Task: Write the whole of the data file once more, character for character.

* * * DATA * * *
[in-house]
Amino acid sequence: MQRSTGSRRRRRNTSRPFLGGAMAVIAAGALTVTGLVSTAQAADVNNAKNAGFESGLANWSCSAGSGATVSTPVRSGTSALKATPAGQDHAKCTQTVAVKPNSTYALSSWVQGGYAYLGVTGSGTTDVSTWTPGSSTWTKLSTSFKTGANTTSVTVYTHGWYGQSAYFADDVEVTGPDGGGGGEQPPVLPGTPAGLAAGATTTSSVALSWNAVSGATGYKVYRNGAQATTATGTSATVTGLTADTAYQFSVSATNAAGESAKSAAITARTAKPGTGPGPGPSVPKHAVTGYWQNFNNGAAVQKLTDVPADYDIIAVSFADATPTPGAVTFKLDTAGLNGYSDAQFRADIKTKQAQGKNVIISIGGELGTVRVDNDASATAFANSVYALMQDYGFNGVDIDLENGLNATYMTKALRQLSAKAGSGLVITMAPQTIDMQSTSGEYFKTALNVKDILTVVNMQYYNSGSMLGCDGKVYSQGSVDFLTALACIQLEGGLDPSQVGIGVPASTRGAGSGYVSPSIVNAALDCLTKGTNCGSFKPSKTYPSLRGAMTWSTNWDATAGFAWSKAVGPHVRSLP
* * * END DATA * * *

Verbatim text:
[in-house]
Amino acid sequence: MQRSTGSRRRRRNTSRPFLGGAMAVIAAGALTVTGLVSTAQAADVNNAKNAGFESGLANWSCSAGSGATVSTPVRSGTSALKATPAGQDHAKCTQTVAVKPNSTYALSSWVQGGYAYLGVTGSGTTDVSTWTPGSSTWTKLSTSFKTGANTTSVTVYTHGWYGQSAYFADDVEVTGPDGGGGGEQPPVLPGTPAGLAAGATTTSSVALSWNAVSGATGYKVYRNGAQATTATGTSATVTGLTADTAYQFSVSATNAAGESAKSAAITARTAKPGTGPGPGPSVPKHAVTGYWQNFNNGAAVQKLTDVPADYDIIAVSFADATPTPGAVTFKLDTAGLNGYSDAQFRADIKTKQAQGKNVIISIGGELGTVRVDNDASATAFANSVYALMQDYGFNGVDIDLENGLNATYMTKALRQLSAKAGSGLVITMAPQTIDMQSTSGEYFKTALNVKDILTVVNMQYYNSGSMLGCDGKVYSQGSVDFLTALACIQLEGGLDPSQVGIGVPASTRGAGSGYVSPSIVNAALDCLTKGTNCGSFKPSKTYPSLRGAMTWSTNWDATAGFAWSKAVGPHVRSLP